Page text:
Does The Dapper Settlement Offer Rules Of The Road For NFT Issuers?

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Dapper Labs (Dapper) has agreed to settle a putative class action suit brought by private plaintiffs, subject to court approval, putting to rest allegations that its NBA-endorsed nonfungible tokens were offered and sold ...
United States Corporate/Commercial Law
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Dapper Labs (Dapper) has agreed to settle a putative class action suit brought by private plaintiffs, subject to court approval, putting to rest allegations that its NBA-endorsed nonfungible tokens (NFTs) were offered and sold as unregistered investment contract securities. The terms of the settlement, including acts undertaken by Dapper to decentralize its network, may be a model for third parties who wish to avoid securities liability in connection with offering digital asset NFT collectibles.

Dapper, also the creator of CryptoKitties, sells NFTs called NBA Top Shot Moments (Moments) that are issued and transacted on the Flow blockchain, which was owned and originally operated by Dapper as a private blockchain. Moments are NFTs that depict notable snippets of NBA game play such as a three pointer by Steph Curry. These NFTs are tradeable like physical trading cards. Nevertheless, the lawsuit alleged that these collectible NFTs were securities because, according to plaintiffs, Moments satisfied the Howey test and were "an investment of money in a common enterprise with a reasonable expectation of profits to be derived from the efforts of [Dapper]."

Dapper argued that Moments are collectibles, and their purchase and sale does not constitute the sale of unregistered securities. Dapper maintained that collectors obtain Moments for consumptive use similar to traditional sports trading cards, based on their personal preferences, as opposed to for potential investment purposes, and a Moment's value is not directly correlated with Dapper's profitability, the value of Flow tokens, or the value of other Moments. Instead, factors such as player popularity, player performance, type of play, and player injuries drive value.

In denying Dapper's initial motion to dismiss, the court focused on: Dapper's (1) control over the then-private Flow blockchain; (2) control over the marketplace for sales of Moments; and (3) marketing efforts. The court, admitting it was a "close call," reasoned that since Moments were traded on the Flow blockchain and marketplace, which Dapper privately controlled, purchasers relied on "Dapper Labs's expertise and managerial efforts, as well as its continued success and existence," thus fulfilling the "common enterprise" and "efforts of others" prongs of Howey. In terms of Dapper's marketing, the court also focused on tweets leading to reasonable expectations of profits: "the 'rocket ship' emoji, 'stock chart' emoji, and 'money bags' emoji objectively mean one thing: a financial return on investment." These facts were enough to defeat Dapper's motion to dismiss.

Although not reaching the merits of whether Moments were sold as securities, the parties' stipulation of settlement, which includes payment of US$4,000,000, outlines business changes already made and to be made by Dapper:

  1. Dapper no longer has control over the Flow blockchain, which is now completely permissionless and decentralized;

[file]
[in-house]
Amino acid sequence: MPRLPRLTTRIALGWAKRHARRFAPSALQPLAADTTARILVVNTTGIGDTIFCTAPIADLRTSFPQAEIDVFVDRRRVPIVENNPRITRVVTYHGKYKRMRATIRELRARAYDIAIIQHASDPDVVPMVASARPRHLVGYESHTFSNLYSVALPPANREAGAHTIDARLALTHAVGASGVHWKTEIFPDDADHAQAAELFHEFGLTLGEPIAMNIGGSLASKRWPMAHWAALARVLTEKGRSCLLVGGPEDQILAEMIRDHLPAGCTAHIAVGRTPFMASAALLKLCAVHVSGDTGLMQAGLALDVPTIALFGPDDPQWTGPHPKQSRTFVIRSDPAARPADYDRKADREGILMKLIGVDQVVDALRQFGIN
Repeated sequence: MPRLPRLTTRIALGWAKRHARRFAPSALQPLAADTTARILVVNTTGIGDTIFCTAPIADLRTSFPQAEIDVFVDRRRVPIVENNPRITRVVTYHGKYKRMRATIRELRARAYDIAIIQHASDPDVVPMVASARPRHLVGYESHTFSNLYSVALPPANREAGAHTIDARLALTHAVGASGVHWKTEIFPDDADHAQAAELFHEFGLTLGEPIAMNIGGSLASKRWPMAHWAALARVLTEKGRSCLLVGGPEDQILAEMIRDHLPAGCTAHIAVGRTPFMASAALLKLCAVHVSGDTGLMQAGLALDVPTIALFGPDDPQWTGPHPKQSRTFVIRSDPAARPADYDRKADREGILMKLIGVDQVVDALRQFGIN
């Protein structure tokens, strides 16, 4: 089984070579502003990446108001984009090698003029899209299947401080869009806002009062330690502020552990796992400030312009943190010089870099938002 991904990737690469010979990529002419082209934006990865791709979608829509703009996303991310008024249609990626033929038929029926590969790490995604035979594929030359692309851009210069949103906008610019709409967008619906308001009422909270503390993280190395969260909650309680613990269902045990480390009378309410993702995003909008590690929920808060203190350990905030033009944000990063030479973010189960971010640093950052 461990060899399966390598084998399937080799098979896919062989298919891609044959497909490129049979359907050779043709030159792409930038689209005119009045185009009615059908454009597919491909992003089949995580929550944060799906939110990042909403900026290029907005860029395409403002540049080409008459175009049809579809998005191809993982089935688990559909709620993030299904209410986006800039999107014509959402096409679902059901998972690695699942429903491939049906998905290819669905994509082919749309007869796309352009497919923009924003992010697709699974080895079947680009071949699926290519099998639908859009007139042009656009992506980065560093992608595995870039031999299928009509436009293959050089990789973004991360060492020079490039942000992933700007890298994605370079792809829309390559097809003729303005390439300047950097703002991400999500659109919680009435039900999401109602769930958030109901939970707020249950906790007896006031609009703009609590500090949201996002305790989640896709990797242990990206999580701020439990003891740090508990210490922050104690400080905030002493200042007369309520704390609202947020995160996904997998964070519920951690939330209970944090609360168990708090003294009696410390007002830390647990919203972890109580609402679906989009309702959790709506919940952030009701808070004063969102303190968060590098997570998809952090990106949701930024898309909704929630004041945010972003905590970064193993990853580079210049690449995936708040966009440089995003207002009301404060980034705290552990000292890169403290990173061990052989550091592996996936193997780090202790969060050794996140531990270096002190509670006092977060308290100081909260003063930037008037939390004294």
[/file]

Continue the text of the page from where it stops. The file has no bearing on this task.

2. Moments may now be displayed, bought, and sold on other marketplaces;
  3. Dapper corrected withdrawal delays, including updating its customer wallet, enhancing AML/KYC protocols, increasing withdrawal limits, and partnering with new payments and custody providers;
  4. Dapper and co-founder and CEO Gharegozlou will relinquish control of reserve Flow tokens to the Flow Foundation; and
  5. Dapper will train key personnel on marketing in compliance with securities laws.

The court initially approved the settlement, which is now subject to a final hearing on 17 September 2024.

The private settlement of a civil litigation does not have precedential value. Likewise, settlements of enforcement actions, while potentially revealing the inclinations of the regulator, do not establish precedent. However, after this class action settlement and two other Securities and Exchange Commission (SEC) settlements regarding NFT securities, industry participants can start to piece together a few "rules of the road." In the other settlement orders with the SEC (In re Impact Theory, and In re Stoner Cats 2), the SEC focused on public statements suggesting to buyers that they should expect asset appreciation and issuer use of revenues from sales and key entrepreneurial efforts to develop the respective NFT projects (which the Dapper court also emphasized).1

After "reading the tea leaves" (as SEC Commissioner Hester Peirce puts it), NFT issuers should be cautious about:

  1. Technical or managerial control over an NFT's native blockchain,
  2. Creating an exclusive marketplace for NFTs;
  3. Using revenues from sales to develop a project or service for a product; and
  4. Marketing suggesting investment value or investment returns.

Based on these factors, NFT projects should be evaluated with respect to their structure, technology decisions, and marketing to evaluate the level of risk created.

The content of this article is intended to provide a general guide to the subject matter. Specialist advice should be sought about your specific circumstances.

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